Episode 159 of The SitePoint Podcast is now available! This week our regular interview host Louis Simoneau (@rssaddict) interviews Tim Boronczyk (@zaemis), the Managing Editor of phpmaster.com about the new features in PHP5.4, PHP’s strengths and weaknesses, and the DIY approach of the PHP community.
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SitePoint Podcast #159: PHP Master with Tim Boronczyk(MP3, 20:27, 19.6MB)
Louis and Tim Boronczyk talk about the starting up of phpmaster.com, about the new features in PHP5.4 including traits and the Session Upload Progress Indicator, PHP’s strengths and weaknesses including an exhaustive blog post made recently on the topic, and the DIY approach of the PHP community.
Browse the full list of links referenced in the show at http://delicious.com/sitepointpodcast/159.
Louis: Hello, and welcome to another episode of the SitePoint Podcast. We’ve got a bit of an interview show this week, with me on the show is Timothy Boronczyk, or Tim, do I call you Tim?
Tim: You can call me Tim, Tim is fine.
Louis: Alright, let’s go with Tim. Tim Boronczyk is the managing editor of phpmaster.com which is one of SitePoint’s latest ventures, so it’s a blog that’s all about the wonderful world of PHP. So, hi Tim, and welcome to the show.
Tim: Hi, thanks for having me, it’s exciting.
Louis: It’s great to have you. Have you been managing PHP Master from the get-go, or pretty much from the get-go?
Tim: Yeah, right from its beginning, probably I want to say about eight months, six, seven, eight months, thereabouts.
Louis: Alright. So do you want to just maybe for anyone listening who’s not familiar with PHP Master, or who hasn’t had a chance to see the site, what kind of things do you tend to publish about, how are things going, what’s the pitch?
Tim: Well, it’s a little bit of everything, we publish three times a week on Monday, Wednesday and Friday, so fire up your RSS readers if you haven’t already. We try to have a little bit of everything for everybody. We have some beginner level articles on there to help new programmers improve their skills and become a PHP master, we have some intermediate for those who have done their time in PHP apprenticeship land and are looking to improve their skills, and we have some really in-depth nitty-gritty articles for those who already consider themselves PHP masters.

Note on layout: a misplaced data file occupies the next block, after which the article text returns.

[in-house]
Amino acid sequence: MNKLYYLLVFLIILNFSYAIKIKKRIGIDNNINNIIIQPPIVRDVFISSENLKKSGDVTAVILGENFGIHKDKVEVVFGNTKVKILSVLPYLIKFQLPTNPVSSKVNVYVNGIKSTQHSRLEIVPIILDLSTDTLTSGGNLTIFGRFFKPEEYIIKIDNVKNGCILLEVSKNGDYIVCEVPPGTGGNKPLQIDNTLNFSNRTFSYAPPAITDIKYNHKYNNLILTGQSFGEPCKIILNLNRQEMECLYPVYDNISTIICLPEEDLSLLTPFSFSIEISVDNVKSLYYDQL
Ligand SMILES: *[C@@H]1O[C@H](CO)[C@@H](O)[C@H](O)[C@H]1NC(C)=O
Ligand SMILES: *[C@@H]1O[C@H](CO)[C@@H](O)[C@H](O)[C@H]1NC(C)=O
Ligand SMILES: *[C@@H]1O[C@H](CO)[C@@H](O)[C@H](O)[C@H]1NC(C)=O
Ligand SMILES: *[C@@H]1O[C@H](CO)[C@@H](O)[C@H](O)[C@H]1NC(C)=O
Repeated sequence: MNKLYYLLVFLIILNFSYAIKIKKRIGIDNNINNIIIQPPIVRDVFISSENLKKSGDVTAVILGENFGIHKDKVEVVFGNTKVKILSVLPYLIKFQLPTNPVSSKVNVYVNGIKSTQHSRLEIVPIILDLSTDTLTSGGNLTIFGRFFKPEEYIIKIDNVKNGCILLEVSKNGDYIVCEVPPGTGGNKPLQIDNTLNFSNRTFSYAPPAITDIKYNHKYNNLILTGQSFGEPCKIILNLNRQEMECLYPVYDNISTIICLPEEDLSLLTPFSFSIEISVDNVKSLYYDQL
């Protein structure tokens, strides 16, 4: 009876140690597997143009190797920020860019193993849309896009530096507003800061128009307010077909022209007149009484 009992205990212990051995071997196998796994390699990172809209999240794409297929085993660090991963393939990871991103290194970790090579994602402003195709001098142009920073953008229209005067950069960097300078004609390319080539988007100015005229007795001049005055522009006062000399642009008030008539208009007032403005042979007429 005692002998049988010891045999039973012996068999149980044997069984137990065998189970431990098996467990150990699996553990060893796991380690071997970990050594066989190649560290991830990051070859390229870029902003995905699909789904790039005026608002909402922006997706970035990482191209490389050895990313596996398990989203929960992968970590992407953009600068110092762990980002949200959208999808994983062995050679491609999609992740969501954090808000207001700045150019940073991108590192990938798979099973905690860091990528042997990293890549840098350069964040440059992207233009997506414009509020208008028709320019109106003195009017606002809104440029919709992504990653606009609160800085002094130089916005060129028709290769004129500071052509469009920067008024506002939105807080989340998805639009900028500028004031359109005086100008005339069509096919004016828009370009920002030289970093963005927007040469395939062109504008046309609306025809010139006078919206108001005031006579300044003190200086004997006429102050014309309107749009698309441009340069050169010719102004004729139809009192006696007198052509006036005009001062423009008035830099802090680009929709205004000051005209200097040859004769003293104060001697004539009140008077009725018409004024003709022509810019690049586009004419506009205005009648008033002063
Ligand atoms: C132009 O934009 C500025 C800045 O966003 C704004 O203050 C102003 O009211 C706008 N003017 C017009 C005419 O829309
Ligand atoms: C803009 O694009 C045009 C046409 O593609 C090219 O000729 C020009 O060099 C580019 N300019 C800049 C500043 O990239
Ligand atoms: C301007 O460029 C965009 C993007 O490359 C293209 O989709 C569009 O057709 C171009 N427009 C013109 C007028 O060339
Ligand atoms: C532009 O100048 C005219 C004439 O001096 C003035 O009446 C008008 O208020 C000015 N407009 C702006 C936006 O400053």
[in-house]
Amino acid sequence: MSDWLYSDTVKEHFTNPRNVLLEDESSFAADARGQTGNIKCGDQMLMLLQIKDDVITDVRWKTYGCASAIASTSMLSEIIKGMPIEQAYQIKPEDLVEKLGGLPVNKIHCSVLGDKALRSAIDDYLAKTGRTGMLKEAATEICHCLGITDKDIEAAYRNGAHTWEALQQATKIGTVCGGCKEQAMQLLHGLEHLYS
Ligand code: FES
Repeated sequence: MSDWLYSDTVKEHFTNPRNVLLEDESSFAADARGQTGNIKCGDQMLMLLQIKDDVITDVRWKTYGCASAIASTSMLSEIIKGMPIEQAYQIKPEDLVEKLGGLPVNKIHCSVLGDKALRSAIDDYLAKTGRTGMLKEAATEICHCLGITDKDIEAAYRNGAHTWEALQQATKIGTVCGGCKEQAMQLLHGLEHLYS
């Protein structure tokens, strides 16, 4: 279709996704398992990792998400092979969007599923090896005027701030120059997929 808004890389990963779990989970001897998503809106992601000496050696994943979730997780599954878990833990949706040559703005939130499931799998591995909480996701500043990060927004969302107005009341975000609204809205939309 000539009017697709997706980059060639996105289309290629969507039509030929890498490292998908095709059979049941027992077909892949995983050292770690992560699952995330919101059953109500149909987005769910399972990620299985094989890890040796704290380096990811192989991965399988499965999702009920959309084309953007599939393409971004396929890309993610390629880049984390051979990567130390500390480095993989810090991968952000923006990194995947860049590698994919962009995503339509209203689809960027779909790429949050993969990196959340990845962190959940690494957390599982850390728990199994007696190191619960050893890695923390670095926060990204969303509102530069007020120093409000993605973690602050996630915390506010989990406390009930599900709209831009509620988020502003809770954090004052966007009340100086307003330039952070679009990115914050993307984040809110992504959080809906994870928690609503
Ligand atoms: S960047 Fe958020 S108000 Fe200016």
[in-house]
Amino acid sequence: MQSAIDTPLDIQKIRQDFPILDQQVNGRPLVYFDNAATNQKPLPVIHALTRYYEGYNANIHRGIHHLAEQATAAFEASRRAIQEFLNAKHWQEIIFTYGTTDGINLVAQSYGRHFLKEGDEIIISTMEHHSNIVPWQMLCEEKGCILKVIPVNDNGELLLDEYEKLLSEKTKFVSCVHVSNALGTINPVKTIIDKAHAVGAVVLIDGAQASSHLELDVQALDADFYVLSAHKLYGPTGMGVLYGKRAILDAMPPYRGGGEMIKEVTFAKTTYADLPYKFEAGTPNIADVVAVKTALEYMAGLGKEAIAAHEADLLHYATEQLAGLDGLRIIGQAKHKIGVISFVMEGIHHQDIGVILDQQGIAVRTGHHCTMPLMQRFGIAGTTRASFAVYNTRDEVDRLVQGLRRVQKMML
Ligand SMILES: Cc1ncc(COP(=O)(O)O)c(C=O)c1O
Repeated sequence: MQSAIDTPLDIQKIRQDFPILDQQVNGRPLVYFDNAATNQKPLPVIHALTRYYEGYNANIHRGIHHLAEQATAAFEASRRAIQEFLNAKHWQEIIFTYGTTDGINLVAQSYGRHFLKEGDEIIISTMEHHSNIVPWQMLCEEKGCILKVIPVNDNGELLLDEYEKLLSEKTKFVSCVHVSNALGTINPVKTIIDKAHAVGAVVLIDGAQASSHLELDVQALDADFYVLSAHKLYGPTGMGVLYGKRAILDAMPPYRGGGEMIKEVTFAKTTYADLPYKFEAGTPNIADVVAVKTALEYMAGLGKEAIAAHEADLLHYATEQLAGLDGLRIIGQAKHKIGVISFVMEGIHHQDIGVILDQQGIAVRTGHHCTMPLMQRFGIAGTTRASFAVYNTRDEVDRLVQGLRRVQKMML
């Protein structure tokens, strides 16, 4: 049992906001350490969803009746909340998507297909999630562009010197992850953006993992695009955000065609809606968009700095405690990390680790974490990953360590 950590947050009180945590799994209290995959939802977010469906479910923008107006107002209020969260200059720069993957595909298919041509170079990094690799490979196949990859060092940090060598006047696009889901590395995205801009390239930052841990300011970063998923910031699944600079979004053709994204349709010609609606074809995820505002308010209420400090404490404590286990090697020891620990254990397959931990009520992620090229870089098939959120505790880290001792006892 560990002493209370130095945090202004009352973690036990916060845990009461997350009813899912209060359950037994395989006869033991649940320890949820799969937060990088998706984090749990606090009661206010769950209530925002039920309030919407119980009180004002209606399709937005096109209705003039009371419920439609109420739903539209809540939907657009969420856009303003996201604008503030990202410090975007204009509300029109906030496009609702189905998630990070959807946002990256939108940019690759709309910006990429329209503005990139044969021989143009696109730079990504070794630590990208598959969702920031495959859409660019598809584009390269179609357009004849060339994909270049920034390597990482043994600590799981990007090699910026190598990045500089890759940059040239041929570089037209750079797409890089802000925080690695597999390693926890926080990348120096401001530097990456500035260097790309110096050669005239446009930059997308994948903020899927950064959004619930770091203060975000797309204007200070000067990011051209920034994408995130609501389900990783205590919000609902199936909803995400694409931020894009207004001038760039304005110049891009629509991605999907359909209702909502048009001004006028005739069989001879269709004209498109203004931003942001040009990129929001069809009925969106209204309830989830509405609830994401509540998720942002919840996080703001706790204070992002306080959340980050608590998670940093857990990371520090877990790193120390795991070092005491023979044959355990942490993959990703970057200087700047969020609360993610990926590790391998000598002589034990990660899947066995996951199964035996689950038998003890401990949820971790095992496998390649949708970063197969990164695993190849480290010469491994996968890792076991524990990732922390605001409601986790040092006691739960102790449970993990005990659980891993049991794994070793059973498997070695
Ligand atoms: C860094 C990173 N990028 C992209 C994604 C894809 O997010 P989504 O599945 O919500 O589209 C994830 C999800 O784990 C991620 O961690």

Louis: Right. So I figured given that I got a chance to have you on the show we could talk a little bit about just PHP in general, where it’s at and where it’s heading, so, first and foremost, the latest version of PHP is version 5.4 and that’s a relatively new release, right?
Tim: Yes, it’s out probably a couple months now.
Louis: I’ve only been superficially aware of PHP in version 5.4, I work a little bit with PHP but mostly with Ruby and Rails, so maybe can you talk a bit about what the really cool features are in PHP 5.4.
Tim: There’s a lot of new features in 5.4 that you can be excited about, for me there are probably three or four that I personally think are pretty neat, the first one being the Session Upload Progress Indicator; the PHP developers have stuck information into the session while you’re doing a file upload so you don’t have to do any weird, hacky, flash, weird — just dirty code things; you can submit your form to post your file to the server and spin off an Ajax request behind the scenes that would just use the session variables to monitor the progress, the amount of file that has been transferred for you.
Louis: Alright, so that just kind of makes it easier to show a valid progress meter to the user showing how far along uploading that file they are?
Tim: Yep, exactly, and it’s a baked-in solution into PHP, you don’t have to use a third party library or some weird hacky workaround.
Tim: Another one is traits; if you’re a big OOP programmer, and traits are interesting, you may be familiar with them, I believe they have them in Ruby as well, they’re sets of functionality that you would use in a class, but they’re not in a class they’re just sitting off on the sidelines by themselves, and you can import this set of functionality into the class, so it makes code reuse easier, you don’t have weird convoluted class hierarchies trying not to repeat your code.